Peyronie’s Disease Treatment in Sydney
What is Peyronie’s Diesease? Put simply, Peyronie’s disease is a condition marked by penile curvature, indentation and loss of penile length upon erection. This can be with or without pain.
These deformities of the penis can appear in men of all ages but is most commonly present in men in their 50’s. Not commonly known is the fact erectile dysfunction is also found to occur in up to 90% of men with Peyronie’s disease.
The formation of scar tissue on one side of the penis shortens that respective side of the penis, resulting in a curvature i.e. if the scar tissue is on the right side of the penis, the right side will become slightly shortened creating a pull of the penis to the right.
Listen to Dr Katelaris explain: What is Peyronie’s Diesease (56 second video)
The deformity of the penis is due to plaque formation that is, in fact, a thick inelastic scar. This thick inelastic scar can create curvature of the penis upwards, downwards, or sideways.
So what causes Peyronie’s disease?
The cause of Peyronie’s disease is not well understood. In most cases, the disease is a result of inflammation and plaque formation after repeated trauma to the penis; most commonly occurring during sexual intercourse. However this is not always the case.
What is the impact of having Peyronie’s disease?
Individuals with Peyronie’s disease are at risk for the following conditions:
- Penile deformity
- Resulting in indentation, narrowing, or loss of length
- Can interfere with the ability to engage in sexual activity and penetration
- Erectile Dysfunction
- Peyronie’s disease is associated with a reduction in rigidity, or hardness, of erections.
- Correction of the curvature rarely leads to correction of erectile dysfunction.
- If erectile dysfunction coexists with Peyronie’s disease, treatment options exist that will correct both problems
- Psychological impact
- This condition has been recognised to affect a man’s psyche markedly, including causation of depression and anxiety disorders. Appropriate diagnosis and treatment requires the help of an experienced medical professional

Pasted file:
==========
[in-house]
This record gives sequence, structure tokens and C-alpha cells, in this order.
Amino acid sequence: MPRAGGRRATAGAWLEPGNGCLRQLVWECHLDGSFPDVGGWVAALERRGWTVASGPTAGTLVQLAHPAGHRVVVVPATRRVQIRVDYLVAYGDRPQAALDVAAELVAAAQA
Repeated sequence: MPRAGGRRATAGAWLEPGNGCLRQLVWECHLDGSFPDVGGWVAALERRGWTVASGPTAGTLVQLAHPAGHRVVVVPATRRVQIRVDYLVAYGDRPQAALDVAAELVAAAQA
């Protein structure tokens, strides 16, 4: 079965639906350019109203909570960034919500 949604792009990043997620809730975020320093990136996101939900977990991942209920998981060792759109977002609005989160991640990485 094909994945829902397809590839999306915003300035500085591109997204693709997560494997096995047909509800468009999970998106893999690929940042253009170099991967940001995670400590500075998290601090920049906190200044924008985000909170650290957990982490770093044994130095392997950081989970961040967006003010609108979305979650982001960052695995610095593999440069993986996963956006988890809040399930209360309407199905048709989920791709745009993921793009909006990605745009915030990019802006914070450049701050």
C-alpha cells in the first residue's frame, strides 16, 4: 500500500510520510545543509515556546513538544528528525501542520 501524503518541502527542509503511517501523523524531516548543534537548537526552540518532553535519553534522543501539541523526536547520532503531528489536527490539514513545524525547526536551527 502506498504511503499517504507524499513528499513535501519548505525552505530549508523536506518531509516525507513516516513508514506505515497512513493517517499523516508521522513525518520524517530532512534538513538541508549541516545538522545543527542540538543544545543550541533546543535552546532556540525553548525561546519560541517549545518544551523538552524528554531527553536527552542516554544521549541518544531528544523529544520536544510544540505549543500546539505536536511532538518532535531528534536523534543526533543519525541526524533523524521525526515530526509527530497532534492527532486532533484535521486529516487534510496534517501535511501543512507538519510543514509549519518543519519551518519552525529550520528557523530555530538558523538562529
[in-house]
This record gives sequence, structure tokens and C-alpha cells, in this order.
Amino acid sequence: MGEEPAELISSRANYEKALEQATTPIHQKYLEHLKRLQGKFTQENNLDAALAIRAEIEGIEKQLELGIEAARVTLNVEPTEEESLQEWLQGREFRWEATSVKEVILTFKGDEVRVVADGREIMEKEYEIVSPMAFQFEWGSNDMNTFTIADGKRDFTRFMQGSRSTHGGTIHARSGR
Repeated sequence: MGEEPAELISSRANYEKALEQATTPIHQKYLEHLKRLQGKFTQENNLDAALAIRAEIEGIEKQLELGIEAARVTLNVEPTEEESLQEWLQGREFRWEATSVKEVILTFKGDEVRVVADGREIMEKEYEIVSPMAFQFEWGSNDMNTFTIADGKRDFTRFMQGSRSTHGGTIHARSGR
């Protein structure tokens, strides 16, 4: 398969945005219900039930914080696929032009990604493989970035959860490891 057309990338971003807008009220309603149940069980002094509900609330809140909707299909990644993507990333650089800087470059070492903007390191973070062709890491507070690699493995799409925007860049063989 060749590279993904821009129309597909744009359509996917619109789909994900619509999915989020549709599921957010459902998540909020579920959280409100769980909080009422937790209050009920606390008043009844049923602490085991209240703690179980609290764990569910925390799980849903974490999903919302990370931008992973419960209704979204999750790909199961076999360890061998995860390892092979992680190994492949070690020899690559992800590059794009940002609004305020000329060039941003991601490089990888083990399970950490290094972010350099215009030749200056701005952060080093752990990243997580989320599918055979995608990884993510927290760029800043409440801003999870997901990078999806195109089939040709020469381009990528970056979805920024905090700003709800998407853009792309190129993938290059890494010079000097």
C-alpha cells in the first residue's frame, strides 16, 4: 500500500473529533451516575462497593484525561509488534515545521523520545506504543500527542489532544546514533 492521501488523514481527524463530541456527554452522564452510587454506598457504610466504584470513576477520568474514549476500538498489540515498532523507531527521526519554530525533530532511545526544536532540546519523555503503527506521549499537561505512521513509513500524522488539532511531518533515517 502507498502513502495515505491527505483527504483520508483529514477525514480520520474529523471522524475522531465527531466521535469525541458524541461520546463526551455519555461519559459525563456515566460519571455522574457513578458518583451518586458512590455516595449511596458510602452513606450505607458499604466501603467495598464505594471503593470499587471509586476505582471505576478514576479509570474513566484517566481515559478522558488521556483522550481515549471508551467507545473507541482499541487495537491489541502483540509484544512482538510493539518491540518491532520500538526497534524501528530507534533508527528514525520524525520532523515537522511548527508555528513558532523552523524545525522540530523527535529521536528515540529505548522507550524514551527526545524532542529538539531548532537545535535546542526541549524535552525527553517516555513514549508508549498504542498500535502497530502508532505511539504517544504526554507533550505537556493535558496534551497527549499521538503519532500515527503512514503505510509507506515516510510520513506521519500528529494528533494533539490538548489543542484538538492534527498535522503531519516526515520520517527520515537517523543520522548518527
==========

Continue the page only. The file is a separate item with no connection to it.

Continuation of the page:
What are treatment options?
The goal of therapy is to maintain or regain sexual function by straightening the penis. Treatment should be individualised based on a number of factors including, but not limited to, degree of penile curvature, severity of penile shortening, the presence of penile narrowing, and whether erectile dysfunction is present. There are a number of interventions available including:
- Oral medications
- Topical electric current therapy (iontophoresis)
- Verapamil injections into the plaque
- Mechanical stretching with vacuum devices or external penile extenders
- Surgical penile reconstruction with or without grafting
- Placement of penile prosthesis with straightening
How can the penis be corrected surgically?
There are three techniques to make the penis straight:
- Shortening the longer side of the penis to create equal length on both sides. Although shortening may occur, the amount of shortening is typically no more than 1-2 cm. This procedure is utilised for less severe cases of Peyronie’s disease.
- Scar tissue is cut or partially removed on the shorter side. After removal of this tissue, the defect is filled with a graft. Resultant penile length is approximately equivalent to the longer side of the penis. This operation is reserved for men with severe deformity and no erectile dysfunction.
- For men with erectile dysfunction and Peyronie’s disease, a penile prothesis may be placed followed by penile straightenning with manual modelling. Want to know more about Penile Prothesis and how they work? Click here
What are the risks of surgery?
The key in a successful outcome is utilising the services of an experienced urologist. Dr Phillip Katelaris has over 25 years decorated experience in Urological Practice including treating Peyronie’s disease in Sydney.
Although rare, like any surgery there are risks involved. Please discuss these at length with your urologist to understand any risk application to your personal circumstances. Risks include:
- Change in penile sensation (usually returns in 1-2 months after surgery)
- Recurrent curvature (rare if deformity is stable for 6-9 months before surgery)
- Erectile dysfunction (this is less likely to occur in men with strong pre-operative erections)
- Penile shortening (usually 1-2 cm if at all)
- Bleeding and infection are complications associated with most surgical procedures but are quite rare with these operations
For any questions on Peyronie’s disease, treatment alternative or pricing arrangements please call into the Doctor’s office on (02) 9477 7904 or fill out the contact form on this page.